I get giddy reading about the Microsoft/LinkedIn deal. It’s not because, as The New York Times suggests, it reminds us of “the heady heights of yesteryear’s technology valuations” – although, for those of you who remember those tech bubble days, weren’t they effervescent?
Instead, I get excited because I know there are and will be lots of communications involved, and all eyes will be on the communications leaders to get the strategies and execution right. Yet, how will they do that?
First, let’s consider why communications are so important in the first place.
Mergers and acquisitions are intended to deliver value. At the same time, they are notorious for doing the exact opposite. In fact, one KPMG study in 2012 indicated that 83% of mergers in their data set had failed to deliver on their promise. Not good.
What’s driving these disappointing results, according to George Bradt in his 2015 Forbes post, are several factors, not least of which is the mismanagement of cultures. And he is not alone in thinking this. He echoes findings from data sources, such as the 2006 Thirty Years of Mergers and Acquisitions Research report by Susan Cartwright and Richard Schoenberg. Their study pointed to mismanagement of culture fit as a key culprit of failure.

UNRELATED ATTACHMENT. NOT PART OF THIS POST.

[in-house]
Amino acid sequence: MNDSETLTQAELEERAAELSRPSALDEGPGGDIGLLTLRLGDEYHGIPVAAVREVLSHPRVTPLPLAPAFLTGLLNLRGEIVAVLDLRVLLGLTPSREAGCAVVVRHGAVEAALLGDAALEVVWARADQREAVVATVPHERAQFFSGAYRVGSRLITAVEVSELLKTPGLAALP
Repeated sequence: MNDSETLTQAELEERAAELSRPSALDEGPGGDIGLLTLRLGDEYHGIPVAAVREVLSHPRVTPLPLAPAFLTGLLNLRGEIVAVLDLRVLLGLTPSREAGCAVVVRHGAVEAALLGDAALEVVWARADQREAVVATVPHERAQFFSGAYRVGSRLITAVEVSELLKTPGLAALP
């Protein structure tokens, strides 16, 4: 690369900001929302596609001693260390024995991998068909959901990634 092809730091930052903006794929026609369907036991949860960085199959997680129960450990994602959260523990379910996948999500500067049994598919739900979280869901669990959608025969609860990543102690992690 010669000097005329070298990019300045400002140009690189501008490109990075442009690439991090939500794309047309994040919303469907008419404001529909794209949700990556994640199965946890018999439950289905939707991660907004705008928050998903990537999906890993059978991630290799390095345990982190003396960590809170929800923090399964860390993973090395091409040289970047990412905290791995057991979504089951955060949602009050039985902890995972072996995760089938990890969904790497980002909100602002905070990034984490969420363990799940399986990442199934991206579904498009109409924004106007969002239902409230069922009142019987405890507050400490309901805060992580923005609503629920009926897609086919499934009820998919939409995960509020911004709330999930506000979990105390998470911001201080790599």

That puts a lot of pressure on us internal communicators. As the organization expresses itself and within itself, it shapes and sustains its culture. We need to consider the media, messaging, tone, timing and credibility of voice and the implications for the future-state, joined up organization. So I suggest that internal communicators conduct a communications cultural due diligence, as rigorously and systematically as that done for the financial, legal, and operational elements of a merger or acquisition transaction. Since we share our business leaders’ goals to improve performance, increase efficiencies and leverage synergies, we need all employees to be fully informed and engaged. To achieve this means collecting comprehensive employee data, as well as communications preferences and communications style data. We need to thoroughly analyze all the information to develop a strategy that supports the business objectives.
The promise of value is too important to leave to chance, and internal communications practices and tactics are too important as a leverage point. Joining two businesses won’t work without solid employee buy-in and strong, well-planned communications that reach the relevant stakeholders effectively.